The facilities are located in four countries: Canada, the USA, France, and Chile. The company has been growing its market value at an incredible pace in the past ten years, and the CAGR is 16%. That’s enough to turn a $5,000 investment into $97,000 in twenty years.
The dividend growth hasn’t been very generous, but the company has proven that it can sustain and grow its dividends through a highly unfavorable payout ratio. It’s unlikely to break this streak. If you choose to reinvest the dividends and the company keeps growing at its current pace, it can set you up for decades.
6. Boralex Stock
Dividend Yield: 1.6%
Market Cap: $4.06 billion
Boralex operates primarily in Quebec and has been in businesses for the last 30 years. The company has a portfolio comprising of the typical four energy sources (wind, solar, thermal, hydro) as well as storage facilities that augment the transmission.
Right now, wind and solar dominate the portfolio, with 16.6 GW and 9 GW production capacity, respectively. The company is planning to grow its total production capacity to 73.6 GW by 2028.
The company is expanding its geographical reach in both North America and Europe. The clean energy market is growing at an aggressive pace in Europe, and investing there might allow the company to grow faster.
The stock is likely to follow. Even now, its 10-year CAGR is 19.18%, powerful enough to turn your $5,000 into over $150,000 in two decades (if it can keep growing at this pace).
7. Polaris Infrastructure Stock
Dividend Yield: 4.29%
Market Cap: $290 million
The last stock on this list is by far the smallest by market cap and asset value, but its juicy dividend yield and a powerful five-year CAGR of 20% makes it worthy of consideration. The stock has outlived its glory days, but it has been showing some life in the past few years.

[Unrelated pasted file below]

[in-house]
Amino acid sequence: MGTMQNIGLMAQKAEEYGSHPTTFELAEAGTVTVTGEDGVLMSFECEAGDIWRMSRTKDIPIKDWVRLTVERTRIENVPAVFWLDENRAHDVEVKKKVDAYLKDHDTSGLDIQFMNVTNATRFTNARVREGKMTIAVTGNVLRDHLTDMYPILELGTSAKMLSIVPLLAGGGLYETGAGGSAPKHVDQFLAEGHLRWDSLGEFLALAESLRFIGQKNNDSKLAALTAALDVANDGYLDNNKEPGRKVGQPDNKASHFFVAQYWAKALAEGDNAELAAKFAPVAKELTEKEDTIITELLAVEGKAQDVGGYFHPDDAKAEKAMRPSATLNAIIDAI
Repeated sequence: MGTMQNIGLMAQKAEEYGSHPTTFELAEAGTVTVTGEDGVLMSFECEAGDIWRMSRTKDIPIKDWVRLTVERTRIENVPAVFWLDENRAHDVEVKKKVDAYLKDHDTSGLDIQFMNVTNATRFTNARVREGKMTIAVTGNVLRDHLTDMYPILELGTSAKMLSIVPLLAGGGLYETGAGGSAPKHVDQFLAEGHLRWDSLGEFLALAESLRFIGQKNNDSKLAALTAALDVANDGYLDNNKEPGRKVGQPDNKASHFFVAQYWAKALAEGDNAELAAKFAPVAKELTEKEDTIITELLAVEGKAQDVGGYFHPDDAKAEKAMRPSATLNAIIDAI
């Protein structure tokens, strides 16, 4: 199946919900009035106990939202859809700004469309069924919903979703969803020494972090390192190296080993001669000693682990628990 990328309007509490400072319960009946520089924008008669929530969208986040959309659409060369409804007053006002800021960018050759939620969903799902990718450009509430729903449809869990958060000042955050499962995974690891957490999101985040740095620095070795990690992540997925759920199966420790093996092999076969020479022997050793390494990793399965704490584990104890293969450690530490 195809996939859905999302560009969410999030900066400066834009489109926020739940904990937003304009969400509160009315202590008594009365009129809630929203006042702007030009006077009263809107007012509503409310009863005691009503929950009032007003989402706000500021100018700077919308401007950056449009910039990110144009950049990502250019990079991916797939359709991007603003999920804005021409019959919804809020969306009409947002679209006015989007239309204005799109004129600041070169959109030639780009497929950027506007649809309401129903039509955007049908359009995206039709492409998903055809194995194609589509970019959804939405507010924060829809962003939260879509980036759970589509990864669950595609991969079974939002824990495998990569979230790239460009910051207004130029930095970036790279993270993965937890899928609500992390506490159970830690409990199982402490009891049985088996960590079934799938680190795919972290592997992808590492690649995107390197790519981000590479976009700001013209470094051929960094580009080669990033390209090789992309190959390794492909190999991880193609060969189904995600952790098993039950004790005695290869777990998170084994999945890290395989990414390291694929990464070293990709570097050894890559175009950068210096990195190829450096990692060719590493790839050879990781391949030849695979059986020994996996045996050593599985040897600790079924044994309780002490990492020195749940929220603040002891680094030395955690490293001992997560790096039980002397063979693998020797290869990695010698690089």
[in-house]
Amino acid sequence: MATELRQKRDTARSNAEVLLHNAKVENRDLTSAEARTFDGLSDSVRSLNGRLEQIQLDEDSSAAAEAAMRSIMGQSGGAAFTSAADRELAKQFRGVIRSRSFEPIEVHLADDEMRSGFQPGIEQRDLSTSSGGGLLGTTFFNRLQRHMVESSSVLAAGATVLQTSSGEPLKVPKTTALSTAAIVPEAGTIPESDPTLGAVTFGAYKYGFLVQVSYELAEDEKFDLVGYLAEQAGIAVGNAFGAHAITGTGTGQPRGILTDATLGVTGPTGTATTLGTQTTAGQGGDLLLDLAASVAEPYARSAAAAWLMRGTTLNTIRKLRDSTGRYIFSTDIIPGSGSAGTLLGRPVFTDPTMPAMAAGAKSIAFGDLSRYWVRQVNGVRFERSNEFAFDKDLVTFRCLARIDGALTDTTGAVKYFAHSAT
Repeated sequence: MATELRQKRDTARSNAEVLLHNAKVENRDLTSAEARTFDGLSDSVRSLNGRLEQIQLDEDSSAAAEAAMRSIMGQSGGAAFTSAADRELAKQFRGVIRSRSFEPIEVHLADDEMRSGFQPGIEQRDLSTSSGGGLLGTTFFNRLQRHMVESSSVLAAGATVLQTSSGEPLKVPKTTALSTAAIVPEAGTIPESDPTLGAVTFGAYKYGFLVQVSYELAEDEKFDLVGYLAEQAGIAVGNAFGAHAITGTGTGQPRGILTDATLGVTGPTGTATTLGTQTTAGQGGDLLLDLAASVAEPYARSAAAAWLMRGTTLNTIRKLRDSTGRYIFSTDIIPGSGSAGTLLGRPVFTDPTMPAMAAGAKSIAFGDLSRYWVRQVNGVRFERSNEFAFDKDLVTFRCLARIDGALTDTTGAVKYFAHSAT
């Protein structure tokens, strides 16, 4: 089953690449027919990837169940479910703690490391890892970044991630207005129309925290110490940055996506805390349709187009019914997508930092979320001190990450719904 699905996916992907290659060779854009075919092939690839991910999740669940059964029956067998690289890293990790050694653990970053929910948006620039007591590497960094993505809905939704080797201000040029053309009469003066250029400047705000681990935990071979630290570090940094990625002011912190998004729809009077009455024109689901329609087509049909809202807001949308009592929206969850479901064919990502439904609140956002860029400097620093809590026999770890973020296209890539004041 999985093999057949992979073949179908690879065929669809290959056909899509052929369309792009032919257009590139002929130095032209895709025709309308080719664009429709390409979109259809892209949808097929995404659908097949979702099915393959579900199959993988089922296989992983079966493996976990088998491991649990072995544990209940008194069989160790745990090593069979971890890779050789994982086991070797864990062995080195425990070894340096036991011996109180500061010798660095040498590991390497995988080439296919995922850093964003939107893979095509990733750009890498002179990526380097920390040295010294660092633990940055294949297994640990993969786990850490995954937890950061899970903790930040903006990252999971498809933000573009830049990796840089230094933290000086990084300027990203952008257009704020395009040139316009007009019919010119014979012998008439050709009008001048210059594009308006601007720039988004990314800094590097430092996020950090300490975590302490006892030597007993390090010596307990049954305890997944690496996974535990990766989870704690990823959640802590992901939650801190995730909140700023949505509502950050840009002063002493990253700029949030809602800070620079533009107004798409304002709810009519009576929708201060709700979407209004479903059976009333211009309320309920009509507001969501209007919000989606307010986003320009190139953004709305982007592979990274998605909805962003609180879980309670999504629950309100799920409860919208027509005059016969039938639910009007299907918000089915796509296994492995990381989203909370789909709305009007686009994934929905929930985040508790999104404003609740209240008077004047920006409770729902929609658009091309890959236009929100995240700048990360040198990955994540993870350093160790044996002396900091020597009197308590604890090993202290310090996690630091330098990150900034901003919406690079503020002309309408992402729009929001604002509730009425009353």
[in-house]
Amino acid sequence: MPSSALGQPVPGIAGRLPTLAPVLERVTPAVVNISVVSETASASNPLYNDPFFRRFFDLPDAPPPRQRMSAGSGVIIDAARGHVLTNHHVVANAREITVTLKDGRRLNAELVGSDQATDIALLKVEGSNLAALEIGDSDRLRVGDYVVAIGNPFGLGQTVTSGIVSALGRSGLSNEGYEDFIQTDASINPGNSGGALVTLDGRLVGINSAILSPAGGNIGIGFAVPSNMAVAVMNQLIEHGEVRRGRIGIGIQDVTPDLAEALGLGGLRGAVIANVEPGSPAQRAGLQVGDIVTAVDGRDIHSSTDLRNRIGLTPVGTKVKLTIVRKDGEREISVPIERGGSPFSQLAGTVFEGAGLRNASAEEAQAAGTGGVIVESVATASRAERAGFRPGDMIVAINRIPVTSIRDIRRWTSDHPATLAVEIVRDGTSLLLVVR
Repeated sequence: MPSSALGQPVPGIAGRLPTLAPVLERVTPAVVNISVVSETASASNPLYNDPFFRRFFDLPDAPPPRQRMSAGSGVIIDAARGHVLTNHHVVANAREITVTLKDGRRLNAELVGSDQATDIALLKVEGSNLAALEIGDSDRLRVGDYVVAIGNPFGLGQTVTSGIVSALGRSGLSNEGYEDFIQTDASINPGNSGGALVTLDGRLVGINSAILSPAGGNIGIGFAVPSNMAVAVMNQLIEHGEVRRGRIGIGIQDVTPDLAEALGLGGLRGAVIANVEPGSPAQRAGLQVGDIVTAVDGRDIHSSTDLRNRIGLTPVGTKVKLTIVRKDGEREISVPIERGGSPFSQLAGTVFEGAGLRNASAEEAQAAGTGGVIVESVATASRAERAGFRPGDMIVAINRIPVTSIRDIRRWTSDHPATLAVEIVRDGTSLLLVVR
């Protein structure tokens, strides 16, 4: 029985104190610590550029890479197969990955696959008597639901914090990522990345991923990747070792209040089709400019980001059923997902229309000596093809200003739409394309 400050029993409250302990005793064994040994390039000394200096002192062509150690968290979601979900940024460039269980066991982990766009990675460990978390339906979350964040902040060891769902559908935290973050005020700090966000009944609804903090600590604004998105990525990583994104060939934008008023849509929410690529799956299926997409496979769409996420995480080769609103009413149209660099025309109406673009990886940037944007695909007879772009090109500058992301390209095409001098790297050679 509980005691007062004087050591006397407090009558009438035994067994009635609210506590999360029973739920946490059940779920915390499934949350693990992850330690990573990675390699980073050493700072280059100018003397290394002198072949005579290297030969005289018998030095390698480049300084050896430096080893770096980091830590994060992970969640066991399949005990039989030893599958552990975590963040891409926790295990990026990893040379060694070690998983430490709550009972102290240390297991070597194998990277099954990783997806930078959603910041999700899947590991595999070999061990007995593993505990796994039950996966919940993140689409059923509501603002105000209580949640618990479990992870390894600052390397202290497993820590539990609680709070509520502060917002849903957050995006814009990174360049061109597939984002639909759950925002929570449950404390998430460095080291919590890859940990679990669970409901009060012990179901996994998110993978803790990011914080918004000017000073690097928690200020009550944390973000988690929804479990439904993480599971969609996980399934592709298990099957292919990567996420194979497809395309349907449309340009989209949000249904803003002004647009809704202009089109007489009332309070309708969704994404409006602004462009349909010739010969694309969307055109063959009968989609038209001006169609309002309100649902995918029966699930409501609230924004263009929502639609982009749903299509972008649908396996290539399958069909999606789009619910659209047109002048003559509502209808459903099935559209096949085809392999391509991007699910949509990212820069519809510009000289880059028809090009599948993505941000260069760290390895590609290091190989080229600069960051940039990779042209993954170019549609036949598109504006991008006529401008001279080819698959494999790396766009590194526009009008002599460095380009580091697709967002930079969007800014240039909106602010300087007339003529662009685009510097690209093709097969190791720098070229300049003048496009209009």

Before the great recession, it used to be one of the most expensive securities on the TSX and had a four-digit price tag.
The company focuses on identifying, acquiring, and developing renewable energy assets, primarily in Latin America. Despite the brutal decimation of its valuation about a decade ago, the company seems stable and even profitable in its current state.
The balance sheet is strong, and the five years CAGR of 20.5% is the third-highest on this list. Right now, it only has two operational projects: one geothermal facility in Nicaragua and a hydroelectric facility in Peru.
How to buy Canadian Renewable Energy Stocks in Canada
My two favourite ways to buy Canadian bank stocks in Canada are the following:
- Questrade – Canada’s leading discount broker, I use Questrade to trade most of my stocks. It has a desktop and mobile trading platform. It will cost between $4.95-$9.99 per stock trade in commissions. With this special offer, you can get $50 of commission-free stock trades here.
- Wealthsimple Trade – If you don’t mind buying and selling stocks on your mobile device, there isn’t any better way than to use Wealthsimple Trade. All Canadian stock and ETF trades are commission-free. Get a $10 signup bonus when you sign up here.
Before choosing from the best Canadian renewable energy stocks in your investment portfolio, make sure they match your investment goals and risk appetite.
Utility stocks are typically quite safe, but several market conditions can still bring their valuation down. Try to buy these stocks during a dip, so you can get a discounted price and lock in a better yield.
If you’re interested in dividend stocks, check out this list of the top Canadian dividend aristocrat picks.